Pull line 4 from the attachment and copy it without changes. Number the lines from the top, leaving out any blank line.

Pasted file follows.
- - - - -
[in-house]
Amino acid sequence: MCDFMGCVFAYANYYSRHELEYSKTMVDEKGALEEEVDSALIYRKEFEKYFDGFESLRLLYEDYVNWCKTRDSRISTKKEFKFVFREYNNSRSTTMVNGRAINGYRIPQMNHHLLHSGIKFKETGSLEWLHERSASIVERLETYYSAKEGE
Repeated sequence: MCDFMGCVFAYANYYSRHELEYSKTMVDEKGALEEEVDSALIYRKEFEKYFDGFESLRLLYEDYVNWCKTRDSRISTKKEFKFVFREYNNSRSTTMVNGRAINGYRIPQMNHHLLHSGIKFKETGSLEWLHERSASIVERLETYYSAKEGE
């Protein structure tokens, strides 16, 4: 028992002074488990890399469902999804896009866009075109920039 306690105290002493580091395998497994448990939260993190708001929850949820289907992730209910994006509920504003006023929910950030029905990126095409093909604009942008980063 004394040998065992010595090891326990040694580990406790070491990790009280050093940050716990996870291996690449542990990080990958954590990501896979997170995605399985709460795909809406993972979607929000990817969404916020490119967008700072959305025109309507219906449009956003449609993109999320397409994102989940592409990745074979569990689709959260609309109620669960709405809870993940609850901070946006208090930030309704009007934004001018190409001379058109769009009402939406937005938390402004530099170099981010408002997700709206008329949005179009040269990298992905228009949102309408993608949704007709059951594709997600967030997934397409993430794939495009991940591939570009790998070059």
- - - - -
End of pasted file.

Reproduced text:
């Protein structure tokens, strides 16, 4: 028992002074488990890399469902999804896009866009075109920039 306690105290002493580091395998497994448990939260993190708001929850949820289907992730209910994006509920504003006023929910950030029905990126095409093909604009942008980063 004394040998065992010595090891326990040694580990406790070491990790009280050093940050716990996870291996690449542990990080990958954590990501896979997170995605399985709460795909809406993972979607929000990817969404916020490119967008700072959305025109309507219906449009956003449609993109999320397409994102989940592409990745074979569990689709959260609309109620669960709405809870993940609850901070946006208090930030309704009007934004001018190409001379058109769009009402939406937005938390402004530099170099981010408002997700709206008329949005179009040269990298992905228009949102309408993608949704007709059951594709997600967030997934397409993430794939495009991940591939570009790998070059």